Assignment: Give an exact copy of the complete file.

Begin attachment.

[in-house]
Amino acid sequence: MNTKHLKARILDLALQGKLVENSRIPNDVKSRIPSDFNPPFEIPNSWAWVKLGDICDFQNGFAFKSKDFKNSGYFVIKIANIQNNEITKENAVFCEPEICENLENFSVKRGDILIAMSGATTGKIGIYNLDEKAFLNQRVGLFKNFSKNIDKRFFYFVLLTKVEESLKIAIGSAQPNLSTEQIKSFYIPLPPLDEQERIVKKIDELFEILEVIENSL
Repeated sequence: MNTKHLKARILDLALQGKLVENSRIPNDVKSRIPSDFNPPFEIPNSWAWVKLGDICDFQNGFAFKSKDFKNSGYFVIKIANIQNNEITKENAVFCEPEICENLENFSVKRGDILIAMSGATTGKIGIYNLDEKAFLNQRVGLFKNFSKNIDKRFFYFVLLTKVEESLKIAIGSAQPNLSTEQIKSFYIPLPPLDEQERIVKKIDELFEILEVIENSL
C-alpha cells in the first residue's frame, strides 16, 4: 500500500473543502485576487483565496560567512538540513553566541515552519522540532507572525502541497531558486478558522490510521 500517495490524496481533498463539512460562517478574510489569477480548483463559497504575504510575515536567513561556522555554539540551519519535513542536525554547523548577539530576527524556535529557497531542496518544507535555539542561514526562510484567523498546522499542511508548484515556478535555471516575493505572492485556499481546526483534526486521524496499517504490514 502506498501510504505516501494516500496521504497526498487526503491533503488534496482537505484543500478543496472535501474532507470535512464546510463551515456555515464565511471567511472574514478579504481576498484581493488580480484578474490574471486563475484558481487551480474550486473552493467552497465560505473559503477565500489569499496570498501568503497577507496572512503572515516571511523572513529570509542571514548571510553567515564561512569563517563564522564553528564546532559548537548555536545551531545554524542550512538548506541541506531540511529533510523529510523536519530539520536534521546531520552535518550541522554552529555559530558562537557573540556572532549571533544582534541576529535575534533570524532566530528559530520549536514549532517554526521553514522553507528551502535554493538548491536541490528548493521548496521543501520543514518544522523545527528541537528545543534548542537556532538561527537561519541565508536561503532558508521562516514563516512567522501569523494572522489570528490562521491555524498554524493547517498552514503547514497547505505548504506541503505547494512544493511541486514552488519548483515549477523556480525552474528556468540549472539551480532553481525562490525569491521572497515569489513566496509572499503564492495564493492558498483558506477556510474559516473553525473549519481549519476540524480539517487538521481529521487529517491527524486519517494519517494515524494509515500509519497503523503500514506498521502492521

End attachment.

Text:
[in-house]
Amino acid sequence: MNTKHLKARILDLALQGKLVENSRIPNDVKSRIPSDFNPPFEIPNSWAWVKLGDICDFQNGFAFKSKDFKNSGYFVIKIANIQNNEITKENAVFCEPEICENLENFSVKRGDILIAMSGATTGKIGIYNLDEKAFLNQRVGLFKNFSKNIDKRFFYFVLLTKVEESLKIAIGSAQPNLSTEQIKSFYIPLPPLDEQERIVKKIDELFEILEVIENSL
Repeated sequence: MNTKHLKARILDLALQGKLVENSRIPNDVKSRIPSDFNPPFEIPNSWAWVKLGDICDFQNGFAFKSKDFKNSGYFVIKIANIQNNEITKENAVFCEPEICENLENFSVKRGDILIAMSGATTGKIGIYNLDEKAFLNQRVGLFKNFSKNIDKRFFYFVLLTKVEESLKIAIGSAQPNLSTEQIKSFYIPLPPLDEQERIVKKIDELFEILEVIENSL
C-alpha cells in the first residue's frame, strides 16, 4: 500500500473543502485576487483565496560567512538540513553566541515552519522540532507572525502541497531558486478558522490510521 500517495490524496481533498463539512460562517478574510489569477480548483463559497504575504510575515536567513561556522555554539540551519519535513542536525554547523548577539530576527524556535529557497531542496518544507535555539542561514526562510484567523498546522499542511508548484515556478535555471516575493505572492485556499481546526483534526486521524496499517504490514 502506498501510504505516501494516500496521504497526498487526503491533503488534496482537505484543500478543496472535501474532507470535512464546510463551515456555515464565511471567511472574514478579504481576498484581493488580480484578474490574471486563475484558481487551480474550486473552493467552497465560505473559503477565500489569499496570498501568503497577507496572512503572515516571511523572513529570509542571514548571510553567515564561512569563517563564522564553528564546532559548537548555536545551531545554524542550512538548506541541506531540511529533510523529510523536519530539520536534521546531520552535518550541522554552529555559530558562537557573540556572532549571533544582534541576529535575534533570524532566530528559530520549536514549532517554526521553514522553507528551502535554493538548491536541490528548493521548496521543501520543514518544522523545527528541537528545543534548542537556532538561527537561519541565508536561503532558508521562516514563516512567522501569523494572522489570528490562521491555524498554524493547517498552514503547514497547505505548504506541503505547494512544493511541486514552488519548483515549477523556480525552474528556468540549472539551480532553481525562490525569491521572497515569489513566496509572499503564492495564493492558498483558506477556510474559516473553525473549519481549519476540524480539517487538521481529521487529517491527524486519517494519517494515524494509515500509519497503523503500514506498521502492521